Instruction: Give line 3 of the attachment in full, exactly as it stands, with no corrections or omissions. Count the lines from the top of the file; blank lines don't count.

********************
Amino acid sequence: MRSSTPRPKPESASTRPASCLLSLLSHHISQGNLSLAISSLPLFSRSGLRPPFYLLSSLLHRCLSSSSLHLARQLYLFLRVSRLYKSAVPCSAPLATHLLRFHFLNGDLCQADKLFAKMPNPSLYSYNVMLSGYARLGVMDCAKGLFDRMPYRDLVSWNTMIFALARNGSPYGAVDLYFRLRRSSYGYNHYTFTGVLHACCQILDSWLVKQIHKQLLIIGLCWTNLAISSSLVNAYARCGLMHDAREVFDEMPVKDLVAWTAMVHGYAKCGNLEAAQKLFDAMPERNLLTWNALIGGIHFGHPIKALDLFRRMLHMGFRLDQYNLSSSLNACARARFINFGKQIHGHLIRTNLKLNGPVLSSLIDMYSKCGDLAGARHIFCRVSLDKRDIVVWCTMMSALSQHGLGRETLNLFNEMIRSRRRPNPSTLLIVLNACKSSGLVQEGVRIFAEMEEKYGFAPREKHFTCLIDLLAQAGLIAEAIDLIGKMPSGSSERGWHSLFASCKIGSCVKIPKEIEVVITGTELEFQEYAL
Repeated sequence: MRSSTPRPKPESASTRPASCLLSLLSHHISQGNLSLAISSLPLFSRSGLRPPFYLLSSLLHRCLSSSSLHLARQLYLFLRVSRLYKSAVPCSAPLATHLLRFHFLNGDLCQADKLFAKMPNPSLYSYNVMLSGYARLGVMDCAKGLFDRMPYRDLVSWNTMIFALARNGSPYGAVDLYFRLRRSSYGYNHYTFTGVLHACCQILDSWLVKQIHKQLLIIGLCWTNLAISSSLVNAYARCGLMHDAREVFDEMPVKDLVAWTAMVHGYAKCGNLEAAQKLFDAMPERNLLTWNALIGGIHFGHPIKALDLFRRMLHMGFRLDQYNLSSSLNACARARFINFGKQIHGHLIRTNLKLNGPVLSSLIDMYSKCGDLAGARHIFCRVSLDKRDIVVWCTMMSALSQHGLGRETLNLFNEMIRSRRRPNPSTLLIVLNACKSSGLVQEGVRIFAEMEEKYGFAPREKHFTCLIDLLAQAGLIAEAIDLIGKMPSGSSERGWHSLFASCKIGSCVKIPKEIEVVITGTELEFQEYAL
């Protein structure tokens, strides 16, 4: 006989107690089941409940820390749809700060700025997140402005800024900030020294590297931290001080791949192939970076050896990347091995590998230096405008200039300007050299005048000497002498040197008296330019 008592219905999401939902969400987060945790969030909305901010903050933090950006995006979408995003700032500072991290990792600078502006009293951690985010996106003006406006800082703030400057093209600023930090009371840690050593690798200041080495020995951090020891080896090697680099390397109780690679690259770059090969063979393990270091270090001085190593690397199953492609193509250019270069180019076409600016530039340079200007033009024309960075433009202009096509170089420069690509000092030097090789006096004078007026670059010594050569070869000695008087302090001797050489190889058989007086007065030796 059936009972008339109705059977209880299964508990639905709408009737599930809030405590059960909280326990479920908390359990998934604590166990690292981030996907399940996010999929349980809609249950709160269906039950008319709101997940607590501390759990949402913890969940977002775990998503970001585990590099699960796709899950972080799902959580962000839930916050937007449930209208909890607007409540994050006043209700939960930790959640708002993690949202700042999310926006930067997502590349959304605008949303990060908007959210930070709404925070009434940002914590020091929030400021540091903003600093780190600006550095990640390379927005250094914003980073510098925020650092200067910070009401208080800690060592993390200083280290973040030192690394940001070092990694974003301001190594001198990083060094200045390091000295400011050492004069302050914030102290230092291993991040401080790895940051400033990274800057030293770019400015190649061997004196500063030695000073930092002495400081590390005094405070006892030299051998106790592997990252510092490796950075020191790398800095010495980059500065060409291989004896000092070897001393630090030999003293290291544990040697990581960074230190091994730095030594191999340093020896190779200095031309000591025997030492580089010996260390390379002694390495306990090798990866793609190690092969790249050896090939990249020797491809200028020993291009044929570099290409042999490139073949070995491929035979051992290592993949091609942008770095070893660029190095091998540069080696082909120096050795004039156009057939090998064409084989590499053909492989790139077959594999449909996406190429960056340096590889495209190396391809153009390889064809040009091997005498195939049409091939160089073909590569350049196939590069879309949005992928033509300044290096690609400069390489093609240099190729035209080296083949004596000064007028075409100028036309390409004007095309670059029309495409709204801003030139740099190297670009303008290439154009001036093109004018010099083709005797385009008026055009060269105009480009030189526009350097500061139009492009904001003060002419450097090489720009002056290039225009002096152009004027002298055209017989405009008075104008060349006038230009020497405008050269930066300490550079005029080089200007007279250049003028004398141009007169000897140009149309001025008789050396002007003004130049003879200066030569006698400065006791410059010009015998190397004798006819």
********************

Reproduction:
């Protein structure tokens, strides 16, 4: 006989107690089941409940820390749809700060700025997140402005800024900030020294590297931290001080791949192939970076050896990347091995590998230096405008200039300007050299005048000497002498040197008296330019 008592219905999401939902969400987060945790969030909305901010903050933090950006995006979408995003700032500072991290990792600078502006009293951690985010996106003006406006800082703030400057093209600023930090009371840690050593690798200041080495020995951090020891080896090697680099390397109780690679690259770059090969063979393990270091270090001085190593690397199953492609193509250019270069180019076409600016530039340079200007033009024309960075433009202009096509170089420069690509000092030097090789006096004078007026670059010594050569070869000695008087302090001797050489190889058989007086007065030796 059936009972008339109705059977209880299964508990639905709408009737599930809030405590059960909280326990479920908390359990998934604590166990690292981030996907399940996010999929349980809609249950709160269906039950008319709101997940607590501390759990949402913890969940977002775990998503970001585990590099699960796709899950972080799902959580962000839930916050937007449930209208909890607007409540994050006043209700939960930790959640708002993690949202700042999310926006930067997502590349959304605008949303990060908007959210930070709404925070009434940002914590020091929030400021540091903003600093780190600006550095990640390379927005250094914003980073510098925020650092200067910070009401208080800690060592993390200083280290973040030192690394940001070092990694974003301001190594001198990083060094200045390091000295400011050492004069302050914030102290230092291993991040401080790895940051400033990274800057030293770019400015190649061997004196500063030695000073930092002495400081590390005094405070006892030299051998106790592997990252510092490796950075020191790398800095010495980059500065060409291989004896000092070897001393630090030999003293290291544990040697990581960074230190091994730095030594191999340093020896190779200095031309000591025997030492580089010996260390390379002694390495306990090798990866793609190690092969790249050896090939990249020797491809200028020993291009044929570099290409042999490139073949070995491929035979051992290592993949091609942008770095070893660029190095091998540069080696082909120096050795004039156009057939090998064409084989590499053909492989790139077959594999449909996406190429960056340096590889495209190396391809153009390889064809040009091997005498195939049409091939160089073909590569350049196939590069879309949005992928033509300044290096690609400069390489093609240099190729035209080296083949004596000064007028075409100028036309390409004007095309670059029309495409709204801003030139740099190297670009303008290439154009001036093109004018010099083709005797385009008026055009060269105009480009030189526009350097500061139009492009904001003060002419450097090489720009002056290039225009002096152009004027002298055209017989405009008075104008060349006038230009020497405008050269930066300490550079005029080089200007007279250049003028004398141009007169000897140009149309001025008789050396002007003004130049003879200066030569006698400065006791410059010009015998190397004798006819």